For several days now dragonflies have been darting through the air around Ocracoke in great numbers. Intrigued, I did a little research on these beautiful creatures. I learned that Alfred Lord Tennyson described the dragonfly as a "living flash of light." Definitely an appropriate appellation. Their iridescent wings make them look like creatures from a childhood fairy tale.
Pat Garber's book, Ocracoke Wild, relates folklore about dragonflies from Arizona, South America, and medieval Europe.
Dragonflies are insects belonging to the Order Odonata. I did not know that they are the oldest surviving order of flying insects. As Pat explains, "300 million years ago giant dragonflies with wingspans approaching three feet hovered over swamps and bogs, the largest flying insects of all time."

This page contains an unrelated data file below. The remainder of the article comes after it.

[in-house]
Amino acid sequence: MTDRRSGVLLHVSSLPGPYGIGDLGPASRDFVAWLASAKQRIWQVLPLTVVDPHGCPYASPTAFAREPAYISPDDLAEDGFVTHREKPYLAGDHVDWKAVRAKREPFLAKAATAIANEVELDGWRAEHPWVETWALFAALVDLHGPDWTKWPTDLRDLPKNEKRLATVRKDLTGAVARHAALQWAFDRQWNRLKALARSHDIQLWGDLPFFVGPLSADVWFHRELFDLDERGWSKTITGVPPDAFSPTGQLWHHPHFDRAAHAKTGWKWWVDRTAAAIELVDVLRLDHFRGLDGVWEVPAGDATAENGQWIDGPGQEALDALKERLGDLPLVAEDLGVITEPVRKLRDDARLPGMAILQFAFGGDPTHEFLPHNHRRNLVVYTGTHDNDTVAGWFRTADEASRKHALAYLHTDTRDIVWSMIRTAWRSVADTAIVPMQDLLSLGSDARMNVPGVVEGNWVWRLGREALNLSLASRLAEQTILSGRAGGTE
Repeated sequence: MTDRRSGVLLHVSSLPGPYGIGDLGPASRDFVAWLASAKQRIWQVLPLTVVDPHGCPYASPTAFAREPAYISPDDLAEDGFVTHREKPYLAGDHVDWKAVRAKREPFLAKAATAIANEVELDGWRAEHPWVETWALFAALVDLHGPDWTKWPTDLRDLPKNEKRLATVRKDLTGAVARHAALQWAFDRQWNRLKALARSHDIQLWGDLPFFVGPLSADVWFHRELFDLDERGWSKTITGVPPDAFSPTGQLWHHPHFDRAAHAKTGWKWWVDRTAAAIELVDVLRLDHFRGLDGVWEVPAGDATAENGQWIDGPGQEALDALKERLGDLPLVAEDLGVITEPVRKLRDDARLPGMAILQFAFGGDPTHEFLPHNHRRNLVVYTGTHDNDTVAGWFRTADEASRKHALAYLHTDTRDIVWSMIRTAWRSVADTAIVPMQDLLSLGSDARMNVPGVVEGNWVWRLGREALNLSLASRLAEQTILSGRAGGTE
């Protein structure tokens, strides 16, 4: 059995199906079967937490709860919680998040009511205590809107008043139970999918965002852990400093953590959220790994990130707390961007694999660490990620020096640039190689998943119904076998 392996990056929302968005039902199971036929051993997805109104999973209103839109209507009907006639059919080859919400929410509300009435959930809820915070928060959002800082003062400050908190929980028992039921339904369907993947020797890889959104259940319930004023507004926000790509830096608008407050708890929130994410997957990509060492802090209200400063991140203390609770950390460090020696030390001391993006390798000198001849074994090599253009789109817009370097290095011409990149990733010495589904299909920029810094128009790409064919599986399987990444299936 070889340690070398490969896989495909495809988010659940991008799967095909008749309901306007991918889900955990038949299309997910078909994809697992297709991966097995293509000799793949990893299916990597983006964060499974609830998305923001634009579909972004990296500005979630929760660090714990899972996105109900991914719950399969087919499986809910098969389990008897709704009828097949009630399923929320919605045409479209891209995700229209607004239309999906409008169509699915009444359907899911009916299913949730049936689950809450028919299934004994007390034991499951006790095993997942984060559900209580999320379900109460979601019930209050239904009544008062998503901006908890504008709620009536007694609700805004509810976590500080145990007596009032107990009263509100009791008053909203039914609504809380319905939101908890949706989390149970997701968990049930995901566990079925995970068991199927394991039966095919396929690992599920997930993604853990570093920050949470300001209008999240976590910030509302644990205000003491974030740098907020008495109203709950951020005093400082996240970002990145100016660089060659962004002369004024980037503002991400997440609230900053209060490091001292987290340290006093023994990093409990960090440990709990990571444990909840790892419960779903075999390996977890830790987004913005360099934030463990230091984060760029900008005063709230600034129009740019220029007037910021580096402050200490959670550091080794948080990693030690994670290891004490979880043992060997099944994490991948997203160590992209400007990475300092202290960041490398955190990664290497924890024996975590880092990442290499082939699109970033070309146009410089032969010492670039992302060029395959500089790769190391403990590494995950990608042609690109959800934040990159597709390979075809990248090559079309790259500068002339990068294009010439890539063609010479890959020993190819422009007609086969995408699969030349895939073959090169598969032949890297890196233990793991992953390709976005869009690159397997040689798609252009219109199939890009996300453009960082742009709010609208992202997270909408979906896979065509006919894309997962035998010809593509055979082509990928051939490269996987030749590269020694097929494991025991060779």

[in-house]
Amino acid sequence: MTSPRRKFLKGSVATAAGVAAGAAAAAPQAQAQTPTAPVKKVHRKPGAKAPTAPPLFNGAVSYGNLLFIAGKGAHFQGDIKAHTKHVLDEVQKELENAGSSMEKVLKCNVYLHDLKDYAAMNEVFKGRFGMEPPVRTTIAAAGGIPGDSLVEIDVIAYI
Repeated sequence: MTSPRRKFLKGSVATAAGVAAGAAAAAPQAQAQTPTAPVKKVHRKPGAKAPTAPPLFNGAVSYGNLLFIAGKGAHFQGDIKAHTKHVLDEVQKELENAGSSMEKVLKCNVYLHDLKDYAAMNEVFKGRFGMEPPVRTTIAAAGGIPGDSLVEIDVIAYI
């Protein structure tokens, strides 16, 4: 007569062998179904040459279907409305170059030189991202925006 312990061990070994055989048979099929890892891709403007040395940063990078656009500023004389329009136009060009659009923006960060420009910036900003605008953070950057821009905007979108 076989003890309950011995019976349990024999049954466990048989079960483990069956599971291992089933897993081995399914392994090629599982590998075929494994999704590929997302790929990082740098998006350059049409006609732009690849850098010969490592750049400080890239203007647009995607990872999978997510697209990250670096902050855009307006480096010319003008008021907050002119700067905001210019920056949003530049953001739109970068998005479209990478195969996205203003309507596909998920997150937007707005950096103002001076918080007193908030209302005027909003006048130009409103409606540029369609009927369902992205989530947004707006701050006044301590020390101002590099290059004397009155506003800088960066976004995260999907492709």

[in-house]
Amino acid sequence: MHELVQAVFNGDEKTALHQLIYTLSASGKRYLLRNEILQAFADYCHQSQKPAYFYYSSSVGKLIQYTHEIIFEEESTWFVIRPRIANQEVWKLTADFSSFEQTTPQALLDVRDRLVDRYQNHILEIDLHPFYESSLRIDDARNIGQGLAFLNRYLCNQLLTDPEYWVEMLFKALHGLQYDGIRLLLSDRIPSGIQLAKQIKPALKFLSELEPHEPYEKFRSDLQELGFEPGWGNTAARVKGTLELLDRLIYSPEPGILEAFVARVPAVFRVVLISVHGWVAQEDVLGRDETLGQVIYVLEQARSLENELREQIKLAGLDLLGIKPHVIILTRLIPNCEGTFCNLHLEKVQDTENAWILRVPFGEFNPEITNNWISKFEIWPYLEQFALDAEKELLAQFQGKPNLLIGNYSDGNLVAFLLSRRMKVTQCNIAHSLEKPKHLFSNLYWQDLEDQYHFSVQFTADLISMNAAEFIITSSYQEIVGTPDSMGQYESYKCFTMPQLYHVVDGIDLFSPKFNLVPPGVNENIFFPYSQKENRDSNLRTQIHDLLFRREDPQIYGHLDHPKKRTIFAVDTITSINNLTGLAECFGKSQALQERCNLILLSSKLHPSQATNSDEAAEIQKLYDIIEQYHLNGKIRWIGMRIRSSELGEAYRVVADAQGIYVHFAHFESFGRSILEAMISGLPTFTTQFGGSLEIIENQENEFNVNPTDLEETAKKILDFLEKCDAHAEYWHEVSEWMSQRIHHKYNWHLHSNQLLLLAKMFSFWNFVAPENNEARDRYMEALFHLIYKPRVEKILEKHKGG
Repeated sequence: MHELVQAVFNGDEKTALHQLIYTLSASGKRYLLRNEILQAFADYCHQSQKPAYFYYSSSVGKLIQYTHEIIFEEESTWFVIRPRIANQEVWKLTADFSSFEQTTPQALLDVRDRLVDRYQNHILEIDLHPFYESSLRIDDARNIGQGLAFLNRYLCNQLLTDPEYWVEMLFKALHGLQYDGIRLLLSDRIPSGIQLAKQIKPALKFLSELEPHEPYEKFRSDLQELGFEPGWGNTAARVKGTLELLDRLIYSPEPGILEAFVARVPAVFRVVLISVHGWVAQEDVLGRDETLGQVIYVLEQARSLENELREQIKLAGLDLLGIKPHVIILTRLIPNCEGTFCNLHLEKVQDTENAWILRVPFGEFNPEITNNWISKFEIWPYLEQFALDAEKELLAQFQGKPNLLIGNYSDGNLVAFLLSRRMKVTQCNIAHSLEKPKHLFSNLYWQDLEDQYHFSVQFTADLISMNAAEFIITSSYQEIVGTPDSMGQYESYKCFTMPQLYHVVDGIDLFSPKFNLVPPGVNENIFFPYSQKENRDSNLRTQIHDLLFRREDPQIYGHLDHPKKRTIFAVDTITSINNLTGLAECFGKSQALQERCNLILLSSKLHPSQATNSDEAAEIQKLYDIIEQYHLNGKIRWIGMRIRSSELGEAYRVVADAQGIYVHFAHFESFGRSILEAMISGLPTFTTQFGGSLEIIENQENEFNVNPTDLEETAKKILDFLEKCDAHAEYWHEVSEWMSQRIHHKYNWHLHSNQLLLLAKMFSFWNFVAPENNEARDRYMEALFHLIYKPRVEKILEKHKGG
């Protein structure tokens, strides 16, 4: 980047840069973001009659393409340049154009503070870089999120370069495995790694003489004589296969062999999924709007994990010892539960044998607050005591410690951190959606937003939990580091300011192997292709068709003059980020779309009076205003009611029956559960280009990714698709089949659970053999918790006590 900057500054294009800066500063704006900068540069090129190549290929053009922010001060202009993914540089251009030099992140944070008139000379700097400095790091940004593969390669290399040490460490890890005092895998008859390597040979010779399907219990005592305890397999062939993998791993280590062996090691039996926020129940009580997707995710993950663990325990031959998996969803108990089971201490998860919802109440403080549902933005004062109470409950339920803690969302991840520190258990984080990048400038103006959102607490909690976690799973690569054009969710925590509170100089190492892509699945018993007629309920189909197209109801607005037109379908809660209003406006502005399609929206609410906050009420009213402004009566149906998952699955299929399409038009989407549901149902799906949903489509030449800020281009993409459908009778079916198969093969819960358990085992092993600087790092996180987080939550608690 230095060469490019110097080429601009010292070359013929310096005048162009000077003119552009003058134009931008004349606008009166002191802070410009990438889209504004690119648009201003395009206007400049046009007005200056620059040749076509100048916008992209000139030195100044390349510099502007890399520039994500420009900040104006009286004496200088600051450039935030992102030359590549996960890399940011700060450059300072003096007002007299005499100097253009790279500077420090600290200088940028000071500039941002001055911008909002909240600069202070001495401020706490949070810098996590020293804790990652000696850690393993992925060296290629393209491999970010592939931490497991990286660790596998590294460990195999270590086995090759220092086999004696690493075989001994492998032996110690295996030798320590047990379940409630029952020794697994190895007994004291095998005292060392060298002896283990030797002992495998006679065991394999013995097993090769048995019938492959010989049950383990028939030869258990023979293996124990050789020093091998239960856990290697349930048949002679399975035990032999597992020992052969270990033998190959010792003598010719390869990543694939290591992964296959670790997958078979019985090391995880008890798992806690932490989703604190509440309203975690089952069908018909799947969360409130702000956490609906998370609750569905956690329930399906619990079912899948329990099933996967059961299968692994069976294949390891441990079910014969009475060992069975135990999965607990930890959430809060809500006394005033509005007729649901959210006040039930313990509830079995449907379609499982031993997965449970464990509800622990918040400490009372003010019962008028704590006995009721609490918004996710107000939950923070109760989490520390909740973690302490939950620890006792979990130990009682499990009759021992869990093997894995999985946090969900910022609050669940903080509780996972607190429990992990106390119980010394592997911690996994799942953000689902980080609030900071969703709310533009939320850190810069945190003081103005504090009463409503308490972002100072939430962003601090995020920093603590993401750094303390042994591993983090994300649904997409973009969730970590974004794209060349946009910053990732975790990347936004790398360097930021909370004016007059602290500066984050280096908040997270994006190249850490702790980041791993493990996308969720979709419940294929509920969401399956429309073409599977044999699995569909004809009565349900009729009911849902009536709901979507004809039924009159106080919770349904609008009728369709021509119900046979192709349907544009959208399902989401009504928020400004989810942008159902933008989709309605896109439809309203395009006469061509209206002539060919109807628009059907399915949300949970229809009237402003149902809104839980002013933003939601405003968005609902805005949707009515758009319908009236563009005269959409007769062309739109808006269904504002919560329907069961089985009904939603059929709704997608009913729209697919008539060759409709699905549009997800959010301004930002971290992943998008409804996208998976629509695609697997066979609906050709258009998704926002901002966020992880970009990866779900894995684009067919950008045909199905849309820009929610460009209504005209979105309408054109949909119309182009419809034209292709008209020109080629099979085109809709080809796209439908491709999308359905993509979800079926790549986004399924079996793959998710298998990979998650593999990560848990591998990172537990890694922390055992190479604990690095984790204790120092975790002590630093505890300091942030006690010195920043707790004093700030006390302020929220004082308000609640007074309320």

I also did not know that as larvae (called nymphs) they spend two to five years as aquatic beings, moving along the bottoms of marshes and creeks eating small creatures. They spend only a few weeks as flying insects, but as aviators they are amazing, sometimes reaching speeds of 30 miles per hour or more.
Ocracokers love dragonflies because they are voracious eaters of small "bugs," especially mosquitoes. Hence the local name "Skeeter Hawks." As larvae they also consume great quantities of mosquito "wrigglers."
You can read more in Pat's book.
Our latest Ocracoke Newsletter is the story of slavery on Ocracoke. You can read it here: http://www.villagecraftsmen.com/news092111.htm.